20 January 2009

IFC Films in 2009, including Assayas, Ozon, Garrel, Sang-soo, Arcand, Tarr

In a press release, IFC Films laid out a number of films they'll be presenting through their various platforms of release, which includes theatrical, Festival Direct Video-On-Demand and their DVD rental partnership with Blockbuster (which seems to have stopped their releases of DVDs elsewhere, which is extremely disappointing). I use Netflix, and my cable provider doesn't offer Festival Direct... so I'm sort of fucked when it comes to their releases, but I have to hand it to them for getting so many films out there. Their 2009 release schedule includes:

Angel - dir. François Ozon - with Sam Neill, Charlotte Rampling, Michael Fassbender
Frontier of the Dawn [La frontière de l'aube] - dir. Philippe Garrel - with Louis Garrel, Laura Smet
Summer Hours [L'heure d'été] - dir. Olivier Assayas - with Charles Berling, Juliette Binoche, Jérémie Renier
La belle personne - dir. Christophe Honoré - with Louis Garrel, Grégoire Leprince-Ringuet
Let It Rain [Parlez-moi de la pluie] - dir. Agnès Jaoui - with Agnès Jaoui
Days of Darkness [L'âge des ténèbres] - dir. Denys Arcand - with Diane Kruger, Rufus Wainwright, Emma de Caunes
Night and Day - dir. Hong Sang-soo
Disengagement [Désengagement] - dir. Amos Gitai - with Juliette Binoche, Jeanne Moreau
Dog Eat Dog [Perro come perro] - dir. Carlos Moreno
Everlasting Moments [Maria Larssons eviga ögonblick] - dir. Jan Troell
Fear Me Not [Den du frygter] - dir. Kristian Levring - with Ulrich Thomsen, Paprika Steen
I'm Going to Explode [Voy a explotar] - dir. Gerardo Naranjo - with Daniel Giménez Cacho
The Man from London [A Londoni férfi] - dir. Béla Tarr - with Tilda Swinton
The Necessities of Life [Ce qu'il fait pour vivre] - dir. Benoît Pilon
Paris - dir. Cédric Klapisch - with Juliette Binoche, Romain Duris, Fabrice Luchini, François Cluzet, Albert Dupontel, Karin Viard
When a Man Comes Home [En Mand kommer hjem] - dir. Thomas Vinterberg
White Night Wedding [Brúðguminn] - dir. Baltasar Kormákur - with Hilmir Snær Guðnason
A Year Ago in Winter [Im Winter ein Jahr] - dir. Caroline Link
Alexander the Last - dir. Joe Swanberg - with Jess Weixler, Justin Rice, Jane Adams, Josh Hamilton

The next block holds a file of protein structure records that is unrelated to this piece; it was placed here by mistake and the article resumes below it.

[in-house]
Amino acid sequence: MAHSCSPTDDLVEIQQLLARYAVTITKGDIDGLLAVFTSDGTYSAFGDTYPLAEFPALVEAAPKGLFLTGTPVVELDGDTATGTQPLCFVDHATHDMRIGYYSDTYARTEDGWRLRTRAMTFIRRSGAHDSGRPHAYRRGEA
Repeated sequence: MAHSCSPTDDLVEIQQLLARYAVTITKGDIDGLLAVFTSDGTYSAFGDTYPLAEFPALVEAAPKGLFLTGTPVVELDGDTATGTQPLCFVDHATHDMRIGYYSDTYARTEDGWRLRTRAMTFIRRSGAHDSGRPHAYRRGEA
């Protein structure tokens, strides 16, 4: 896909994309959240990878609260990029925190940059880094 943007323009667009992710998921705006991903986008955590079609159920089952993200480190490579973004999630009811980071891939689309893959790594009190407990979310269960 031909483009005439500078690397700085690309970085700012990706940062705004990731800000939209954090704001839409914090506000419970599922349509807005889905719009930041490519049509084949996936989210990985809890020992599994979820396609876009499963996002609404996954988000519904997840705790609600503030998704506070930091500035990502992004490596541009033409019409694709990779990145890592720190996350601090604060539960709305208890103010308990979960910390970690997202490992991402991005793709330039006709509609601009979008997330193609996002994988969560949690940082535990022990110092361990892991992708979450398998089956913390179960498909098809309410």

Zift - dir. Javor Gardev

There are more titles at the link above, and I've also heard from elsewhere that Jean-Claude Brisseau's À l'aventure and Antti-Jussi Annila's Sauna are on the roster for 2009. I could be wrong, as I thought both Paris and Disengagement belonged to Samuel Goldwyn and Sony Pictures Classics, respectively. Expect plenty more acquisitions throughout the year following 2009's big film festivals.


Anonymous said...

Thanks for the scoop, as always.

I'm excited to see these films getting picked up, but like you I'm quite ticked at their reluctance to allow for customers to actually own a copy of these movies.

By the way, Puffball is available on Netflix on demand.

Uck Fi-FC!

Blake Williams said...

Wow, what a nice slate! I've been wanting to see Frontier of the Dawn and Man From London again, and I'm glad I'll finally get to see Night and Day. Amazing that nobody wants to pick up Headless Woman

reassurance said...

Well, I would be really disappointed to hear if IFC wanted The Headless Woman for a VOD service. It demands to be seen on the big screen, and I might suggest the same for some of IFC's other planned VOD titles, but it's all about money.

In fact, I can't quite figure out which titles will be released theatrically and which won't.

Andrew Grant said...

The Tarr film belongs on the big screen. No question.

I'm really of two minds about this news -- I mean, IFC's taste is magnificent, but they've really made things tough for other distributors, myself included. There's just no way to compete with that VOD channel.

That said, it's a shame IFC's DVD releases are so....common. These films deserve to live on with something more memorable. More significant.

reassurance said...

Agreed on all points, Andrew.

I suffered through watching Flight of the Red Balloon on their IFC in Theatres On Demand channel, which was in sub-DVD picture standards which is especially upsetting for a film as visually magnificent as that one.

And, as my cable provider doesn't offer the VOD channel, it does me no good... nor does their relationship with Blockbuster as I don't rent there either.

They can keep a film like Dog Eat Dog on their VOD for all I care, but when the only way to see the new Garrel or the new Tarr film is through the On Demand service, it's a real tragedy... even if it's great that these films are finally getting out there.

I'd imagine the VOD would make it especially hard for you, Andrew, which is really unfortunate.

Anonymous said...

Joe & Andrew,

My hope is that filmmakers stop selling their films to IFC for fear of a VOD purgatory. I'm not sure how these licenses work, but if I were Bela Tarr, I'd be pissed if MFL could only be seen on small screens. In fact, I'd deliver a massive whale to their offices.